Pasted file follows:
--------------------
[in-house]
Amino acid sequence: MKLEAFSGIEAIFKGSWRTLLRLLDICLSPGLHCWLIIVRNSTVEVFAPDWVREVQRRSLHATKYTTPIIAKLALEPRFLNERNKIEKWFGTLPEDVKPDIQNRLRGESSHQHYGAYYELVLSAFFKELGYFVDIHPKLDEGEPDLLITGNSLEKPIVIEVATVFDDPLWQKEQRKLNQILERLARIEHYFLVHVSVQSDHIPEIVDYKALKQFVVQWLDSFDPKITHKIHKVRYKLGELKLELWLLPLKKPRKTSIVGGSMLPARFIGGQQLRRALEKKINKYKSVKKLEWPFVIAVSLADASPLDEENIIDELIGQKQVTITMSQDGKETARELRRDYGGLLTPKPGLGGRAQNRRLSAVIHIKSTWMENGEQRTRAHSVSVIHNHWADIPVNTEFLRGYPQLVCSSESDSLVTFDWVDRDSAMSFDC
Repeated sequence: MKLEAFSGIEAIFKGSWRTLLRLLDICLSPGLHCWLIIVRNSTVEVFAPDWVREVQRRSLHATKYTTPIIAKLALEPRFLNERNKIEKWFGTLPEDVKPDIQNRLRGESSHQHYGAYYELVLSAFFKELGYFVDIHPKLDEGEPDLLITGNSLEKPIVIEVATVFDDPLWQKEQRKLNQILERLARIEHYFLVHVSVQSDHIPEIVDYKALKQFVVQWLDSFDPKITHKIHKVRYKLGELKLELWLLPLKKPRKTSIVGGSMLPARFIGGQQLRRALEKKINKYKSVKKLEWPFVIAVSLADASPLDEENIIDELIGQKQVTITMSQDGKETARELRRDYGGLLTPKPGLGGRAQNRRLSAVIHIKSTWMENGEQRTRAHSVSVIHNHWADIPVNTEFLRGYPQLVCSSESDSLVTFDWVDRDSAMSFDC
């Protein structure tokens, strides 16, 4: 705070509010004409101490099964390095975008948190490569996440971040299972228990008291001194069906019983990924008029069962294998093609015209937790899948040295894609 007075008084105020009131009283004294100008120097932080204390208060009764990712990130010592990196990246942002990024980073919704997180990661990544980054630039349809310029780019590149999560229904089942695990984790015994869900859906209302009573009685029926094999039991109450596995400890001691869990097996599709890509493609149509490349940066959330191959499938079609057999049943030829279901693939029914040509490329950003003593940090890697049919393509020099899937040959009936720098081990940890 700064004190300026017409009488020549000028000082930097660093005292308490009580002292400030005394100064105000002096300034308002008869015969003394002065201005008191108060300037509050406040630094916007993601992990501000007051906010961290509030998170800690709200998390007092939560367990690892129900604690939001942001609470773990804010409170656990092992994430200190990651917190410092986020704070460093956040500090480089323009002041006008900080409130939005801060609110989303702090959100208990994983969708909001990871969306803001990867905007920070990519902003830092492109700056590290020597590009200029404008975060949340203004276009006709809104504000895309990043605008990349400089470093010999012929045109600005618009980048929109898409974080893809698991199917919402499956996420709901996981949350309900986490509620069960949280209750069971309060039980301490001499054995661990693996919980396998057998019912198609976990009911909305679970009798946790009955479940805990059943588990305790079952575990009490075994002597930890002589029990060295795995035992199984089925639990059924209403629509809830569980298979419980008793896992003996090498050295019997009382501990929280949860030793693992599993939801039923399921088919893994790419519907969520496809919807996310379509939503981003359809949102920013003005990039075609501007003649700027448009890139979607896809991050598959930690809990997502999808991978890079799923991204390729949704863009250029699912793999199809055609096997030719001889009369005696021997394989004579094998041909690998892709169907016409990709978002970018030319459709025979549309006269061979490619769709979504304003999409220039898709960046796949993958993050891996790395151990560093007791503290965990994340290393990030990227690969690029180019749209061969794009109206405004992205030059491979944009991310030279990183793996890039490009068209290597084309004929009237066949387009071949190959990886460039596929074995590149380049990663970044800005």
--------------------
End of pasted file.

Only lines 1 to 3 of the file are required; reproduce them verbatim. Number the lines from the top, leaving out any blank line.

[in-house]
Amino acid sequence: MKLEAFSGIEAIFKGSWRTLLRLLDICLSPGLHCWLIIVRNSTVEVFAPDWVREVQRRSLHATKYTTPIIAKLALEPRFLNERNKIEKWFGTLPEDVKPDIQNRLRGESSHQHYGAYYELVLSAFFKELGYFVDIHPKLDEGEPDLLITGNSLEKPIVIEVATVFDDPLWQKEQRKLNQILERLARIEHYFLVHVSVQSDHIPEIVDYKALKQFVVQWLDSFDPKITHKIHKVRYKLGELKLELWLLPLKKPRKTSIVGGSMLPARFIGGQQLRRALEKKINKYKSVKKLEWPFVIAVSLADASPLDEENIIDELIGQKQVTITMSQDGKETARELRRDYGGLLTPKPGLGGRAQNRRLSAVIHIKSTWMENGEQRTRAHSVSVIHNHWADIPVNTEFLRGYPQLVCSSESDSLVTFDWVDRDSAMSFDC
Repeated sequence: MKLEAFSGIEAIFKGSWRTLLRLLDICLSPGLHCWLIIVRNSTVEVFAPDWVREVQRRSLHATKYTTPIIAKLALEPRFLNERNKIEKWFGTLPEDVKPDIQNRLRGESSHQHYGAYYELVLSAFFKELGYFVDIHPKLDEGEPDLLITGNSLEKPIVIEVATVFDDPLWQKEQRKLNQILERLARIEHYFLVHVSVQSDHIPEIVDYKALKQFVVQWLDSFDPKITHKIHKVRYKLGELKLELWLLPLKKPRKTSIVGGSMLPARFIGGQQLRRALEKKINKYKSVKKLEWPFVIAVSLADASPLDEENIIDELIGQKQVTITMSQDGKETARELRRDYGGLLTPKPGLGGRAQNRRLSAVIHIKSTWMENGEQRTRAHSVSVIHNHWADIPVNTEFLRGYPQLVCSSESDSLVTFDWVDRDSAMSFDC